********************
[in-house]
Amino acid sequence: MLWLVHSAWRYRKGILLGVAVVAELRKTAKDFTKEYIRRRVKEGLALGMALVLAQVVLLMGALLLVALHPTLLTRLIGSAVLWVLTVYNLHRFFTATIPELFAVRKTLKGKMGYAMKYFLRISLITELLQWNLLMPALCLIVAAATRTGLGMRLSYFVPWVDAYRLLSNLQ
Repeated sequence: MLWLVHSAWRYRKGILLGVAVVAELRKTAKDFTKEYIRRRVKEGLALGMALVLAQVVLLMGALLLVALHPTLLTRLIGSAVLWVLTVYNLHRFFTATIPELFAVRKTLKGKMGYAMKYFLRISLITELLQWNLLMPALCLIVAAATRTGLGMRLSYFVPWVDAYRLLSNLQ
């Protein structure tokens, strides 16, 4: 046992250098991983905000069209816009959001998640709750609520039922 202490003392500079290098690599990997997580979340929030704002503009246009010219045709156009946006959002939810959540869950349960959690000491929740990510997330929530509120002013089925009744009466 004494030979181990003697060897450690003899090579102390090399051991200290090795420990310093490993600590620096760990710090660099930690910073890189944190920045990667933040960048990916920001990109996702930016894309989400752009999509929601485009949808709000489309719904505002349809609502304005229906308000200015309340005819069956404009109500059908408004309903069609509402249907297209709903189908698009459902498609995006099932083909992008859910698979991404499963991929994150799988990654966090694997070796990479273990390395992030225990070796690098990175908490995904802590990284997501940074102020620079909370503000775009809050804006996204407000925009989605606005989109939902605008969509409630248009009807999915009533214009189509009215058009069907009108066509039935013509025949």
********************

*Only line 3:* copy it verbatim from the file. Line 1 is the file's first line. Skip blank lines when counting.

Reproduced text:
Repeated sequence: MLWLVHSAWRYRKGILLGVAVVAELRKTAKDFTKEYIRRRVKEGLALGMALVLAQVVLLMGALLLVALHPTLLTRLIGSAVLWVLTVYNLHRFFTATIPELFAVRKTLKGKMGYAMKYFLRISLITELLQWNLLMPALCLIVAAATRTGLGMRLSYFVPWVDAYRLLSNLQ